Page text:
Tag Archives: airlines

Welcome to Bangladesh

It’s been a long weekend. I travelled from São Paulo to London on Friday, landing on Saturday. Then I went straight up to Leicester, spending a day in the Midlands before heading back to London on Sunday. Instead of staying in central London I headed off to the wilds of Hendon and Harrow to see mates like Ronan and Enda… worth it, but tiring as I was on a plane to Dhaka in Bangladesh the next morning, via a really rushed connection in Dubai.

I haven’t had jetlag for a long time, perhaps because I am doing a lot of north-south flying these days, but it’s hitting me quite hard today – I’m writing this wide awake at 4am and paying the price for flying East.

Arriving in Dhaka was certainly an experience. Passport control takes ages. Each passport is subject to checks that drag on for several minutes. Now add an entire plane-load of hundreds of passengers and even the locals were complaining about how long it was taking.

I needed to get a visa on arrival, so I joined the visa queue – even slower than a regular passport check. Once I got to the front of the queue they told me that I should have gone to the bank to pay first… no sign or official had told me.

I went to an ATM, withdrew cash, went to the bank, deposited the money – for some reason the bank would not just take the debit card, I had to get cash.

Then, I returned with my receipt and they stamped my passport. The visa official said that I needed to come into his office to check on something in my passport. I went to the office, he asked me for 100 Taka for his help in giving me a visa. That’s only something like $1.30 – he was not asking for a big reward and it’s hard to even call it a bribe as he asked for the money after stamping my passport.

But it’s not the best welcome, having airport officials asking for tips because they did their job. I’d better tip the captain the next time my plane lands safely if this is the precedent being established.

Then the journey into town started. The traffic was horrendous. It took around 2 hours to get from the airport to my hotel. Not because it is a long distance – like in Tokyo – it would have been faster to just walk.

In the end, from landing to getting a glass of water at my hotel took over 4 hours – not much fun. But complaints aside, the hotel is nice, the food has been good, and I’ve met some really interesting people on my first day in town.

World Class Traffic Jam

Mexicana struggles – no surprise there then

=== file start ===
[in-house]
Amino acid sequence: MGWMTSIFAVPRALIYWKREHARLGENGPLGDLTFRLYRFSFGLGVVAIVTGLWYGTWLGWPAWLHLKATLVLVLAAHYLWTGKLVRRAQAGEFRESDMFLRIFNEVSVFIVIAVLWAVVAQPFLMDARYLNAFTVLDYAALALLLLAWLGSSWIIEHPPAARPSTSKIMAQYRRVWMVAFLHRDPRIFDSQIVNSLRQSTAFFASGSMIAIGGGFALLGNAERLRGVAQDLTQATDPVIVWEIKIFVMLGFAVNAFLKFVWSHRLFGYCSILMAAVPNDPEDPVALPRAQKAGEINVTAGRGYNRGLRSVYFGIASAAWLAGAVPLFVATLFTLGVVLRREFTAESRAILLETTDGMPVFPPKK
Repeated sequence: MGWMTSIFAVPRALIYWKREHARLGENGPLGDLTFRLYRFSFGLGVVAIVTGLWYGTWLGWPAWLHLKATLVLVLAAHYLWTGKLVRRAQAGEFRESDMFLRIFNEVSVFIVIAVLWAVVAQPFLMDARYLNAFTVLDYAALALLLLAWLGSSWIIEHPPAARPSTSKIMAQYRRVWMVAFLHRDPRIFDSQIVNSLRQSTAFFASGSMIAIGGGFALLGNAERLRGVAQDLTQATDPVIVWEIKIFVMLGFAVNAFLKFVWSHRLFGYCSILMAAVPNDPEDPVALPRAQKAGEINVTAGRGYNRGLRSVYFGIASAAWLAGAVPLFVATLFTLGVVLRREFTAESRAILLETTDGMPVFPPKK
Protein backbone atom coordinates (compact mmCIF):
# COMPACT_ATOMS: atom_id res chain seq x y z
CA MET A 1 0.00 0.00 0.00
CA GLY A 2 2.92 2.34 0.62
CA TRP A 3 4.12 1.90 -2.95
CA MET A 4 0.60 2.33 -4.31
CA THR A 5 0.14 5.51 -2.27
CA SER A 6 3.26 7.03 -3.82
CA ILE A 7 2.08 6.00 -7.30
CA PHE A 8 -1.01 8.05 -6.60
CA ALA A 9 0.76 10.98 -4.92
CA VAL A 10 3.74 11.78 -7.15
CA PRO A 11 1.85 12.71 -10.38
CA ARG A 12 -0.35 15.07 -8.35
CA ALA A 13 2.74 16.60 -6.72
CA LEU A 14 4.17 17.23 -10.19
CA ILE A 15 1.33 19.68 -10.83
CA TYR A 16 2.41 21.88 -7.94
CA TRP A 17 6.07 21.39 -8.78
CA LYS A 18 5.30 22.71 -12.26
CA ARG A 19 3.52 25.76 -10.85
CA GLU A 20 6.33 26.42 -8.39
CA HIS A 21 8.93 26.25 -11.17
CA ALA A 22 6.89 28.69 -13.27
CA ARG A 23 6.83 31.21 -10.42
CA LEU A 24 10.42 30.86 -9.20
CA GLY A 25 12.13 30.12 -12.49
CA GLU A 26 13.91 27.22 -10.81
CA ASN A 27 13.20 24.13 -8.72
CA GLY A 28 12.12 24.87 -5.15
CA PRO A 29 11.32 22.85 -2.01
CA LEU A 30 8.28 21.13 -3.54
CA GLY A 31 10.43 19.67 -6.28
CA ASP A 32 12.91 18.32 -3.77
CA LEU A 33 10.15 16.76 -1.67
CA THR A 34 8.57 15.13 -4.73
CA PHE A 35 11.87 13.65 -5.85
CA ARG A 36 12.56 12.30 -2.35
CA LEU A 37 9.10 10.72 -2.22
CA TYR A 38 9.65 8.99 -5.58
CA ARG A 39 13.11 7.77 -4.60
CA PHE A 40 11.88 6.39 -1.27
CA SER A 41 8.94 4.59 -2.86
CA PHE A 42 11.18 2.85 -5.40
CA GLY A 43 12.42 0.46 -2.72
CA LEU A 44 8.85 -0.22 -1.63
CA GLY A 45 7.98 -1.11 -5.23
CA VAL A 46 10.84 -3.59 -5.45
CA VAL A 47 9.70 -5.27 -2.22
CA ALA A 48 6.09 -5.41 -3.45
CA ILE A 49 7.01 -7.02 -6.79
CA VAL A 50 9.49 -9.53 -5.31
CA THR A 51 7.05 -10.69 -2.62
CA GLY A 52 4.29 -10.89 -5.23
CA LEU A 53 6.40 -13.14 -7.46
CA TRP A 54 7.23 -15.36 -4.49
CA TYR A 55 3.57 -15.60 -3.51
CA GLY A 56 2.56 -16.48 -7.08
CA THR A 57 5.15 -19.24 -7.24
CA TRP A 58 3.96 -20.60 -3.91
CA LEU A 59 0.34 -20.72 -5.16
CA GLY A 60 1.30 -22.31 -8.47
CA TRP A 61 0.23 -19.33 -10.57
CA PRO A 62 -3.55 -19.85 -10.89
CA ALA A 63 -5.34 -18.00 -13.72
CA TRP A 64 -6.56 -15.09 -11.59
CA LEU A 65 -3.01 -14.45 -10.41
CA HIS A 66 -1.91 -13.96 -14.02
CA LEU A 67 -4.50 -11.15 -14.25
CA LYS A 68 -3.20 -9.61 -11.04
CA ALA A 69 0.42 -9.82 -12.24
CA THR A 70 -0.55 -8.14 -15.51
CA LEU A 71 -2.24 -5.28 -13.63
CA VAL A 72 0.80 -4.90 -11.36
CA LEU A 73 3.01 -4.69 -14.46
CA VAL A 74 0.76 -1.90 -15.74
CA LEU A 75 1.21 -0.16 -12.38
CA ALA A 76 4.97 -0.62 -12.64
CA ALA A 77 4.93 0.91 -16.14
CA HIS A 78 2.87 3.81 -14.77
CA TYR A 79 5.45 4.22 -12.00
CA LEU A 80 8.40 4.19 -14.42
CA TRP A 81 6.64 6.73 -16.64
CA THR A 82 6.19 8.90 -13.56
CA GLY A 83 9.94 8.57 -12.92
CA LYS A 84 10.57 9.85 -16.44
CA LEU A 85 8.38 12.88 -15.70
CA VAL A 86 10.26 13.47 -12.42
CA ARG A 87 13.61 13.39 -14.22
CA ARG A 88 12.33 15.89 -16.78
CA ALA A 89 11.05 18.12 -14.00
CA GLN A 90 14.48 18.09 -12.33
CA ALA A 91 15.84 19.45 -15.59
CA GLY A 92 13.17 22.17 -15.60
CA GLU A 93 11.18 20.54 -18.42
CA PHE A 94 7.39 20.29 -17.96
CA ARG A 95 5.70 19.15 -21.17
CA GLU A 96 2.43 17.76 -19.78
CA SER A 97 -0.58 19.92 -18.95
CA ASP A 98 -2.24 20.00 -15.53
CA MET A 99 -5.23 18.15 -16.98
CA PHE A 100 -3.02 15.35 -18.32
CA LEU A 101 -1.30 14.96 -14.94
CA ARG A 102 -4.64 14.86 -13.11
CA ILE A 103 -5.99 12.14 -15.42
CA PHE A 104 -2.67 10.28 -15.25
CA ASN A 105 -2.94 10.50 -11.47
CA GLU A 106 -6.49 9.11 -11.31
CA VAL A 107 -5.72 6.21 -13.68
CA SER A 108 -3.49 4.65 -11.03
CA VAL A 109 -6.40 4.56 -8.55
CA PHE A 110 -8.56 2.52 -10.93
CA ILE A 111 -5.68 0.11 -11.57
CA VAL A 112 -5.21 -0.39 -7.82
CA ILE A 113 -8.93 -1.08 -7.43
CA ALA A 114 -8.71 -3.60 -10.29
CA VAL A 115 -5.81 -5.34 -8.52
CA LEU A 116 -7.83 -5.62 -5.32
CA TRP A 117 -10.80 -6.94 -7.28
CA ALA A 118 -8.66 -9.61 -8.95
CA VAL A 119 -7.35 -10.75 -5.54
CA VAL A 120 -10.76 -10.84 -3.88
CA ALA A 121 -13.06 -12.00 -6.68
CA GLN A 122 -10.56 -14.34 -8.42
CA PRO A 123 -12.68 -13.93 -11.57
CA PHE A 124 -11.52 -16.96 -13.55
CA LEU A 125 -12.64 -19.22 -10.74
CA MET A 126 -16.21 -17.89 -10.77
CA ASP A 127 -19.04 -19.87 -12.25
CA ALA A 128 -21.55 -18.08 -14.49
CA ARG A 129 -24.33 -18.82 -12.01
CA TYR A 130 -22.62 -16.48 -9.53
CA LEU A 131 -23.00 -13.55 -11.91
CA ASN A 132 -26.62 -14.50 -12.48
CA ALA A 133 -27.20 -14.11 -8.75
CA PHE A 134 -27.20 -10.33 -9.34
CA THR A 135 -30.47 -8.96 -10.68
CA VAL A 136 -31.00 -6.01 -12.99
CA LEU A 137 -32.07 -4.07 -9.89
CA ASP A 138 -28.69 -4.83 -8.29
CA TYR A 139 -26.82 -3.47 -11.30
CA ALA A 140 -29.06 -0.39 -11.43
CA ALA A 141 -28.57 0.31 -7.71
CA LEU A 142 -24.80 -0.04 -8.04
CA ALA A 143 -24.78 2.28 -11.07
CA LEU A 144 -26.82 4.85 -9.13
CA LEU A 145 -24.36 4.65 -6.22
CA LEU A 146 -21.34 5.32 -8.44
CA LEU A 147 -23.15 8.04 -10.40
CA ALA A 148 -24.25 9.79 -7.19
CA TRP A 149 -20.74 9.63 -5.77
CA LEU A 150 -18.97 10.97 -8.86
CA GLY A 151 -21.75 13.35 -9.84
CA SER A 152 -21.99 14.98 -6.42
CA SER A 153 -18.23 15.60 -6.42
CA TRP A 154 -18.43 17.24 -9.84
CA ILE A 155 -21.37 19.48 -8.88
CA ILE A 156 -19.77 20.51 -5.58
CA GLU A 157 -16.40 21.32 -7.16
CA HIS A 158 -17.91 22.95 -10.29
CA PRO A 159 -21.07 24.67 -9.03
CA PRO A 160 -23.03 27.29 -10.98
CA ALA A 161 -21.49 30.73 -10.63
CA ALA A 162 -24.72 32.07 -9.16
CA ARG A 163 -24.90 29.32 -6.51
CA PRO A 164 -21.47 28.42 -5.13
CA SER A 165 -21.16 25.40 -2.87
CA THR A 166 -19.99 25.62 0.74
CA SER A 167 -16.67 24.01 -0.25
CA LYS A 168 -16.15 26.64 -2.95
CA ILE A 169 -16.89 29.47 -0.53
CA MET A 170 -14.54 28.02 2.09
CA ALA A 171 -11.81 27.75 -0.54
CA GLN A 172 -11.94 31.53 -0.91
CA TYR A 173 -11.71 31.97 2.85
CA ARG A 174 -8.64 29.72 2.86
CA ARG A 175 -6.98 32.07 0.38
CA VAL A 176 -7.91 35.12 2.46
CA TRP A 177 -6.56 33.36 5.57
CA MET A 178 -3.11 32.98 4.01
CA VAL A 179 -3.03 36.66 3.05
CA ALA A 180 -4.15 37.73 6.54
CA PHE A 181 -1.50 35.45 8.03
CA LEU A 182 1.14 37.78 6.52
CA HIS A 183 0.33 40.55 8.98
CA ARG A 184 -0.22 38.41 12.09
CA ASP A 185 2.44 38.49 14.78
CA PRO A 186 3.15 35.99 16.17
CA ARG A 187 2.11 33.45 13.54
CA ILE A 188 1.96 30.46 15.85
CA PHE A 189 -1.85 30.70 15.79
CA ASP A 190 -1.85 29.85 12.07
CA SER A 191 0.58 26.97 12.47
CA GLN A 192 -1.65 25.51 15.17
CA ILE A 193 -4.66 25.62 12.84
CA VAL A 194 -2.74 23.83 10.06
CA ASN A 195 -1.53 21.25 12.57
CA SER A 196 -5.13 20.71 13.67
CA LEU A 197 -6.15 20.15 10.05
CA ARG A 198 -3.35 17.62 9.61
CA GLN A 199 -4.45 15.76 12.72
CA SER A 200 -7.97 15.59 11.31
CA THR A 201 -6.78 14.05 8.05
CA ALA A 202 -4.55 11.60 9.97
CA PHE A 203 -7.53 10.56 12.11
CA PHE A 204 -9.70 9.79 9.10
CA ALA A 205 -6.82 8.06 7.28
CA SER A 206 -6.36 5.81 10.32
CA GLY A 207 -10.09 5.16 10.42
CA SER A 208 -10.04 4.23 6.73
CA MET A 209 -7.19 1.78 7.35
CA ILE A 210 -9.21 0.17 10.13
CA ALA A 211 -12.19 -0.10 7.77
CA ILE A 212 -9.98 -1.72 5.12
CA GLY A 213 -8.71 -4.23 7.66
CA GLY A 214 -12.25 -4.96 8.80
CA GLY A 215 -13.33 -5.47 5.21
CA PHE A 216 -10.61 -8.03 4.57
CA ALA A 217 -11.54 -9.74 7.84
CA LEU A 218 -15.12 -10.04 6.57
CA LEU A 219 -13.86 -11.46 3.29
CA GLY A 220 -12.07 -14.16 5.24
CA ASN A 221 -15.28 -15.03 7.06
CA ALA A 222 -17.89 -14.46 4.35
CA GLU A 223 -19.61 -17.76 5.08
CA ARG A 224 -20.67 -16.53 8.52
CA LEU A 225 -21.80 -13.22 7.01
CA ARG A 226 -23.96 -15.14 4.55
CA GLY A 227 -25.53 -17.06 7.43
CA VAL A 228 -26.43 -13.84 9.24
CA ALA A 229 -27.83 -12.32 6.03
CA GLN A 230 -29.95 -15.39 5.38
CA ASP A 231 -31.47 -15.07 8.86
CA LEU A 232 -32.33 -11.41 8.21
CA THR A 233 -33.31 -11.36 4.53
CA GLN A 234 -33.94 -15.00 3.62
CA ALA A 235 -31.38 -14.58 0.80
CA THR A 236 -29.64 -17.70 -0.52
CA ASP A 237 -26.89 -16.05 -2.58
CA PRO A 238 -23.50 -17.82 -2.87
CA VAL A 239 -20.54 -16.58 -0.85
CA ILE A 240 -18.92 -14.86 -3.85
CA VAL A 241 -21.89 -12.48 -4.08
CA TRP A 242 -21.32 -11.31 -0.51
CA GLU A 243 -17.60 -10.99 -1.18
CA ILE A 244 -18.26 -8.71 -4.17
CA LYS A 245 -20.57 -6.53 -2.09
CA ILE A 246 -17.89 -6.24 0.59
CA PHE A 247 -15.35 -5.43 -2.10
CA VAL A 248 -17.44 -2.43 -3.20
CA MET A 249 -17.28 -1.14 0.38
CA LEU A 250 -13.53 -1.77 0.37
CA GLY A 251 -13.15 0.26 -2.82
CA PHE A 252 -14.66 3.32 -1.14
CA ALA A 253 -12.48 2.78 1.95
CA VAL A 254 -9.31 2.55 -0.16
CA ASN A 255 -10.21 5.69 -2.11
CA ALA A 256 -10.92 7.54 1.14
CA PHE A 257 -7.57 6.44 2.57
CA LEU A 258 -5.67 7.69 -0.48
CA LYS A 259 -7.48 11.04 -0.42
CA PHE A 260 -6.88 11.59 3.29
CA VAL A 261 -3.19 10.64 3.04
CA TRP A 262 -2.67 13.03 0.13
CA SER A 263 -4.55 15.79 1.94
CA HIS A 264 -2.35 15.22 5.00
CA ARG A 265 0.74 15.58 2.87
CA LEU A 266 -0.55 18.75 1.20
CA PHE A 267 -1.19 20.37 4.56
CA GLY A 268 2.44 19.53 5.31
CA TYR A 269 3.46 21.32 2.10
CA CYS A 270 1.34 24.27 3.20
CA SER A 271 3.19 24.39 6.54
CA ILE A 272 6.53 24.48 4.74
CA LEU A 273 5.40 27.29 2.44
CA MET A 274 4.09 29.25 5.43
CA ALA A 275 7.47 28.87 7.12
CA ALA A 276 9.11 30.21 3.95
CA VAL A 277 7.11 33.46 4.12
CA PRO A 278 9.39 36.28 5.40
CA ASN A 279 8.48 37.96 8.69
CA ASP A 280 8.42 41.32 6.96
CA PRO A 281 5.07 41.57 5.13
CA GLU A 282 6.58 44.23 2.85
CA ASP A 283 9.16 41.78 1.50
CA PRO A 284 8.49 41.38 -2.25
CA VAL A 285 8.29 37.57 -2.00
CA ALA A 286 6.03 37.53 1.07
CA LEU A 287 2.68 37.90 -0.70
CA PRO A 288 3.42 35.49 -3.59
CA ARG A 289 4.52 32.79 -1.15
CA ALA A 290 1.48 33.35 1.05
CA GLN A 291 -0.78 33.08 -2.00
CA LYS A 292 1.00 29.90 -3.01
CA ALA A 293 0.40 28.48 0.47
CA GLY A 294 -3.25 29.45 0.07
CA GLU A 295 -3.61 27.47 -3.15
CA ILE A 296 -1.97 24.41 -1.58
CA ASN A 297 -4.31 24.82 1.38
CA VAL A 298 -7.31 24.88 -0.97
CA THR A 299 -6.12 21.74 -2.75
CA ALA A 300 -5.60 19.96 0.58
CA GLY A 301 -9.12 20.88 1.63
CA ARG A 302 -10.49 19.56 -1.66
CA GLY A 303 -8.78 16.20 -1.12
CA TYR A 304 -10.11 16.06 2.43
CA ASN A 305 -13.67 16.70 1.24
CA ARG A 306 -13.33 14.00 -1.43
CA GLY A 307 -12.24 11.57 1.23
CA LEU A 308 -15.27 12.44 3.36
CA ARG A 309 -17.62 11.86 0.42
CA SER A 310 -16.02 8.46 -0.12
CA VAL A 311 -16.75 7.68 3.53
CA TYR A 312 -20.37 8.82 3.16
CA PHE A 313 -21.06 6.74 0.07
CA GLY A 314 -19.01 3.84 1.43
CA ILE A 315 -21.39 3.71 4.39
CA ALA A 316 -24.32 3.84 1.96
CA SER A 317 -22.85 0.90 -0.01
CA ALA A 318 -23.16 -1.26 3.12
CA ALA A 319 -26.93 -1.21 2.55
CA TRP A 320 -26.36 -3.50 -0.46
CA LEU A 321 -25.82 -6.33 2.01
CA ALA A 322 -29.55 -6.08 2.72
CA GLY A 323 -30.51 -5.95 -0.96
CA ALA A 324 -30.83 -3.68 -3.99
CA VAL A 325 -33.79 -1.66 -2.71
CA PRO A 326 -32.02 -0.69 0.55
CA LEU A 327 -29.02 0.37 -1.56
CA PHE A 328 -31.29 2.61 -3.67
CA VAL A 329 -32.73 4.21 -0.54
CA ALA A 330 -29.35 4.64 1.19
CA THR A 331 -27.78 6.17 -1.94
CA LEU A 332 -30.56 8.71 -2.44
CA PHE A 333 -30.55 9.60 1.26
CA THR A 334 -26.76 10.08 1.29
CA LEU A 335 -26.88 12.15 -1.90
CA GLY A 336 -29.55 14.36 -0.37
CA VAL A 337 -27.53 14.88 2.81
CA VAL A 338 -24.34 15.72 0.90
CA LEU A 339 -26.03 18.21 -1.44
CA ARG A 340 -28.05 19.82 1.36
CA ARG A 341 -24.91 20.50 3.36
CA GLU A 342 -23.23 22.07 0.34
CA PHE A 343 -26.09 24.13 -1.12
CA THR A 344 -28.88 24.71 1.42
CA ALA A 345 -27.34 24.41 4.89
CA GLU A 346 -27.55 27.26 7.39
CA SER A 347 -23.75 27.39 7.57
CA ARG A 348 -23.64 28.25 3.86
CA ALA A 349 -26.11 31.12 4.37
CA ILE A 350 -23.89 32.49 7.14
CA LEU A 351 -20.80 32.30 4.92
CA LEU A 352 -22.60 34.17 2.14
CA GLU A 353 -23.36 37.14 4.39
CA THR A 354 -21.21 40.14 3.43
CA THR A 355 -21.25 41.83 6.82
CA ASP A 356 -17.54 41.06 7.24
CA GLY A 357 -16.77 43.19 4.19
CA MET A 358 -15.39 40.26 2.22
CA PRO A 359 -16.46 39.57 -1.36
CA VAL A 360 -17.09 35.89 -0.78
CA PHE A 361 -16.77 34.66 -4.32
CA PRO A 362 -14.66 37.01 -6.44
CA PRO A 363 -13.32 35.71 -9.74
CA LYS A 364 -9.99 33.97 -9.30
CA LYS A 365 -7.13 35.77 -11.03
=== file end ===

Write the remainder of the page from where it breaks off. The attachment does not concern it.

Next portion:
Mexicana airlines is in complete turmoil. Having filed for protection from bankruptcy, they are now fighting off a complete collapse as the unions refuse to allow restructuring and the management have axed services – including the Mexico City to London route.

I had the misfortune to use Mexicana to go to Mexico City from London last December. It was possibly the worst airline I have ever used in terms of service, aircraft, and overall experience. Imagine catching the 73 bus from Hackney to Oxford Circus in the rush hour and you get an approximation of what it’s like to travel with Mexicana… including the crowding and lack of any form of on-board entertainment, despite the long-haul nature of the journey.

I took an American Airlines return flight from London to New York last week and I encountered similar chaos on board – the crew wanted to charge me $7 for a glass of wine despite my ‘economy’ ticket costing $1475.30. The cabin crew were upset with me when I told them to take the wine back. But they had spent the entire flight calling me ‘special’ because I had ordered vegetarian food… somehow not realising that it makes me sound more like an asylum inmate than José Mourinho…

Airlines all over the world seem to be in chaos, yet surely they can see there are two basic business models. No-frills like Ryanair, where the service is cut to the bone so that the price reflects only a safe journey and nothing else, then the regular full-service airlines where a price comparison is still important, but value enters the mix… airport used, ability to select seats, quality of service… This is where airlines like BA can stake themselves out as leaders (if the unions don’t bring them down first) because they have the quality on-board service and innovative online services.

Having got used to ba.com allowing me to set my meal preference, choose a seat, and get my boarding pass before I even leave for the airport, I’m not really all that tolerant of companies like Mexicana who tell me that online check-in doesn’t work “because you live in London…” Will anyone be sorry to see them go?
Rolls Royce jet engine

Ash disruption to last for a generation?

When the unpronounceable volcano in Iceland erupted and caused air travel chaos a few weeks ago the reporting of the chaos was presented as if it is a story that will literally blow over.

Aviation expert David Learmount yesterday reminded BBC viewers that this might change air travel for a generation.

Nobody can predict when this – or other – volcanos will stop pumping ash into the sky so there are only a couple of realistic long-term solutions:

1. Build engines that can fly though the ash without any danger to the aircraft

2. Build better real-time warning systems so pilots don’t need to cancel flights, they can take evasive action to go above, below, or around a dangerous ash cloud

Today we aren’t in a position where either is feasible, and the second option looks more feasible than the first. So we might face years of ash chaos and uncertainty now, until the boffins produce a system that can model an immense area of our atmosphere in real-time.

Don’t forget, a regular airliner can cruise along at more than 20km a minute… so even 10 minutes of cruising can cover 200km. Now imagine multiplying distance east-west with north-south and depth to an altitude of about 13,000 metres.

This is a problem that’s not going to be solved anytime soon.

Planes over Ealing (3 planes heading west))